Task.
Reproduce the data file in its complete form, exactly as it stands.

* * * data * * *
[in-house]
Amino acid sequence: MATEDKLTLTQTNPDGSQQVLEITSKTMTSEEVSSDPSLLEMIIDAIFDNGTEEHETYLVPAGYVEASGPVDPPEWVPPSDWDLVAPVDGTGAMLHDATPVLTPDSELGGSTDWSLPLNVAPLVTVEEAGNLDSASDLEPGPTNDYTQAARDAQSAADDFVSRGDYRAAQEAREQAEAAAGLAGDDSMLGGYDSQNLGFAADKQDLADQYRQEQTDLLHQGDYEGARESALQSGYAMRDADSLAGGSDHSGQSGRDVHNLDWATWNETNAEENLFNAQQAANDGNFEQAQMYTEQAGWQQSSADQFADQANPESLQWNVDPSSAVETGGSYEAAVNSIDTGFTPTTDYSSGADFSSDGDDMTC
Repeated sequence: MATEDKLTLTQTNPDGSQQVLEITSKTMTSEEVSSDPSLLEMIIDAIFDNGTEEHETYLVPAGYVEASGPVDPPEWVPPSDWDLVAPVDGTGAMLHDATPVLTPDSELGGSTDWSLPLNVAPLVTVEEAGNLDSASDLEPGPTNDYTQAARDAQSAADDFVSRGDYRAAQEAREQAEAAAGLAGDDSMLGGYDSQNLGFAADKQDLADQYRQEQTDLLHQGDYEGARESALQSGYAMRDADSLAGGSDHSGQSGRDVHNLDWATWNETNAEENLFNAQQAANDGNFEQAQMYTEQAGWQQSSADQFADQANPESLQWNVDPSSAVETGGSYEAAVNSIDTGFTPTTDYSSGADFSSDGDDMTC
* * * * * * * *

[in-house]
Amino acid sequence: MATEDKLTLTQTNPDGSQQVLEITSKTMTSEEVSSDPSLLEMIIDAIFDNGTEEHETYLVPAGYVEASGPVDPPEWVPPSDWDLVAPVDGTGAMLHDATPVLTPDSELGGSTDWSLPLNVAPLVTVEEAGNLDSASDLEPGPTNDYTQAARDAQSAADDFVSRGDYRAAQEAREQAEAAAGLAGDDSMLGGYDSQNLGFAADKQDLADQYRQEQTDLLHQGDYEGARESALQSGYAMRDADSLAGGSDHSGQSGRDVHNLDWATWNETNAEENLFNAQQAANDGNFEQAQMYTEQAGWQQSSADQFADQANPESLQWNVDPSSAVETGGSYEAAVNSIDTGFTPTTDYSSGADFSSDGDDMTC
Repeated sequence: MATEDKLTLTQTNPDGSQQVLEITSKTMTSEEVSSDPSLLEMIIDAIFDNGTEEHETYLVPAGYVEASGPVDPPEWVPPSDWDLVAPVDGTGAMLHDATPVLTPDSELGGSTDWSLPLNVAPLVTVEEAGNLDSASDLEPGPTNDYTQAARDAQSAADDFVSRGDYRAAQEAREQAEAAAGLAGDDSMLGGYDSQNLGFAADKQDLADQYRQEQTDLLHQGDYEGARESALQSGYAMRDADSLAGGSDHSGQSGRDVHNLDWATWNETNAEENLFNAQQAANDGNFEQAQMYTEQAGWQQSSADQFADQANPESLQWNVDPSSAVETGGSYEAAVNSIDTGFTPTTDYSSGADFSSDGDDMTC